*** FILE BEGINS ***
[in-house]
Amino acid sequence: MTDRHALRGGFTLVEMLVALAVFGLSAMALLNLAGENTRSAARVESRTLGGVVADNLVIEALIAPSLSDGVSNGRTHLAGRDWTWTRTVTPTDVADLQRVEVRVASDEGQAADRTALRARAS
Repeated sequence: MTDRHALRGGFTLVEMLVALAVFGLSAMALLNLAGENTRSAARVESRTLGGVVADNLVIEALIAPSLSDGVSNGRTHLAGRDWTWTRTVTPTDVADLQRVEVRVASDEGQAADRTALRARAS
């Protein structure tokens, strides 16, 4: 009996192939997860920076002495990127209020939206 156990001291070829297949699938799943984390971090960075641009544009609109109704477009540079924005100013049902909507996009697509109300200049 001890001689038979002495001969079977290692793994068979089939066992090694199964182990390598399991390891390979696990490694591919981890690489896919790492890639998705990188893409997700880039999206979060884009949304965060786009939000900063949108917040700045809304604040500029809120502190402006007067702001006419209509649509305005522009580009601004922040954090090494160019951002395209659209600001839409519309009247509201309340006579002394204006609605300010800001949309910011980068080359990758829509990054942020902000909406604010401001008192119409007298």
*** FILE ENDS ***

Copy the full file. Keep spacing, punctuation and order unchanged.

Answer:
[in-house]
Amino acid sequence: MTDRHALRGGFTLVEMLVALAVFGLSAMALLNLAGENTRSAARVESRTLGGVVADNLVIEALIAPSLSDGVSNGRTHLAGRDWTWTRTVTPTDVADLQRVEVRVASDEGQAADRTALRARAS
Repeated sequence: MTDRHALRGGFTLVEMLVALAVFGLSAMALLNLAGENTRSAARVESRTLGGVVADNLVIEALIAPSLSDGVSNGRTHLAGRDWTWTRTVTPTDVADLQRVEVRVASDEGQAADRTALRARAS
């Protein structure tokens, strides 16, 4: 009996192939997860920076002495990127209020939206 156990001291070829297949699938799943984390971090960075641009544009609109109704477009540079924005100013049902909507996009697509109300200049 001890001689038979002495001969079977290692793994068979089939066992090694199964182990390598399991390891390979696990490694591919981890690489896919790492890639998705990188893409997700880039999206979060884009949304965060786009939000900063949108917040700045809304604040500029809120502190402006007067702001006419209509649509305005522009580009601004922040954090090494160019951002395209659209600001839409519309009247509201309340006579002394204006609605300010800001949309910011980068080359990758829509990054942020902000909406604010401001008192119409007298």